HBO Nabs American Rights To J.K. Rowling Series

By October 27, 2016


J.K. Rowling’s move back to the muggle world is almost complete now that HBO and BBC One are bringing her crime novels to television.

The British broadcaster and the American premium cable channel are set to produce a limited series based on Rowling’s private investigator character, Cormoran Strike, according to The Hollywood Reporter. The books, which she published under the pseudonym Robert Galbraith, include The Cuckoo’s CallingThe Silkworm and Career of Evil.

BBC One first acquired the rights to the Harry Potter author’s series in 2014, announcing plans for a series last year.

British actor Tom Burke, who recently played Fedya Dolokhov in History’s War & Peace, is Cormoran Strike, a war veteran who now runs a small private investigation firm in London.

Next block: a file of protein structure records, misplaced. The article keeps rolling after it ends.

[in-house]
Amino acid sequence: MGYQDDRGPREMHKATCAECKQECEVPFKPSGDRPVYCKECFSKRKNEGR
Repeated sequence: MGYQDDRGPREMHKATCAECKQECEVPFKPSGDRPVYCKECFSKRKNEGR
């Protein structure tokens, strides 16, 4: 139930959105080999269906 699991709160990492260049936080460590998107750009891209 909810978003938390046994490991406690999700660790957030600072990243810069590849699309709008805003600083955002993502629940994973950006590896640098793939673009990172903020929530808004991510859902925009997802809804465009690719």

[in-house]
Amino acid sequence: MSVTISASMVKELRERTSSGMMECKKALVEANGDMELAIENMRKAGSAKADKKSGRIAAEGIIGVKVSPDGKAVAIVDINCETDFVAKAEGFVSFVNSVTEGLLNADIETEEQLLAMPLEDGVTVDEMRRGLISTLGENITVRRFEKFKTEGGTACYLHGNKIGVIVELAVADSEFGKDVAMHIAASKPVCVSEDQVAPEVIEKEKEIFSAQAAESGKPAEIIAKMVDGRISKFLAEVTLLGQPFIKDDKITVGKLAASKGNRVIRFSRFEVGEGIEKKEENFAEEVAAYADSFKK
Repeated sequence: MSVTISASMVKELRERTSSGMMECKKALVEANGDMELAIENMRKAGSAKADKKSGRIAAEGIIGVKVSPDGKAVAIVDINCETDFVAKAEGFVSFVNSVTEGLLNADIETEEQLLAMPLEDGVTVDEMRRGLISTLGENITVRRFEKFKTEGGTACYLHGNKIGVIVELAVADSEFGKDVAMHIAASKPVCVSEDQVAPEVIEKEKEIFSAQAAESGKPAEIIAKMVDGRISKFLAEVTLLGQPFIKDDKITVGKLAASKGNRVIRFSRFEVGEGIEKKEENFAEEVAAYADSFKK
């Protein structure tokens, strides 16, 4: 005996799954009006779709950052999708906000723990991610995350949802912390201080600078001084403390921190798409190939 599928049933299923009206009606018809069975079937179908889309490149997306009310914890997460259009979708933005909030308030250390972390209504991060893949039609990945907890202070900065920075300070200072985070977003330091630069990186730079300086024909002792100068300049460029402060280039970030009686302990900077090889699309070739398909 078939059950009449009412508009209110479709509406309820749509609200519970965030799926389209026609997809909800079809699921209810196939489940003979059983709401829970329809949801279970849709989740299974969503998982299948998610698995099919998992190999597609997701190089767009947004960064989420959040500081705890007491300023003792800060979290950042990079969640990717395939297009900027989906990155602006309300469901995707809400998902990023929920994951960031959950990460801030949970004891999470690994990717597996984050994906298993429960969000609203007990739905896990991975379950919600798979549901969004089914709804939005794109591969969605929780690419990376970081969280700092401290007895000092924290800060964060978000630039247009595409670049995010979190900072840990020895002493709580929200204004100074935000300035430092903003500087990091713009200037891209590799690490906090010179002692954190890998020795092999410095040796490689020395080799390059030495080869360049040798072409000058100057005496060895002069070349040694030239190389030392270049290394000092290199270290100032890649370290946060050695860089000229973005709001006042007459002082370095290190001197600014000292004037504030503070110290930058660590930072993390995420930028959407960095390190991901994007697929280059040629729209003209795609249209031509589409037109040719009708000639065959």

Though he’s wounded both physically and psychologically, Strike’s unique insight and his background as (a) Special Investigation Branch investigator, prove key in solving three complex cases which have eluded the police.

The total series will run seven hours, with three devoted to the first book, and the others running two hours each. Screenplays for each were written by Ben Richards and Tom Edge. Richards created the short-lived British science-fiction drama Outcasts in 2010, and more recently wrote the British crime drama The Tunnel starring Clemence Poesy and Stephen Dillane.

Edge is an executive producer and writer for Lovesick on Netflix, which originally was known as Scrotal Recall.

HBO’s deal will give it exclusive broadcast rights in the United States and Canada. It’s expected to be released sometime in 2017.

Rowling is staying busy. Not only does she have a fourth book in the Cormoran Strike series underway, but she’s been flexing her screenplay writing muscles in the Harry Potter universe, penning next month’s Fantastic Beasts and Where to Find Them.

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Michael Hinman

Michael Hinman

Managing Editor at GeekNation
Michael began what has become nearly 19 years of entertainment reporting as the founder of SyFy Portal, which would become Airlock Alpha after he sold the SyFy brand to NBC Universal. He's based out of New York City where he is the editor of a Pulitzer Prize-winning newspaper in the Bronx.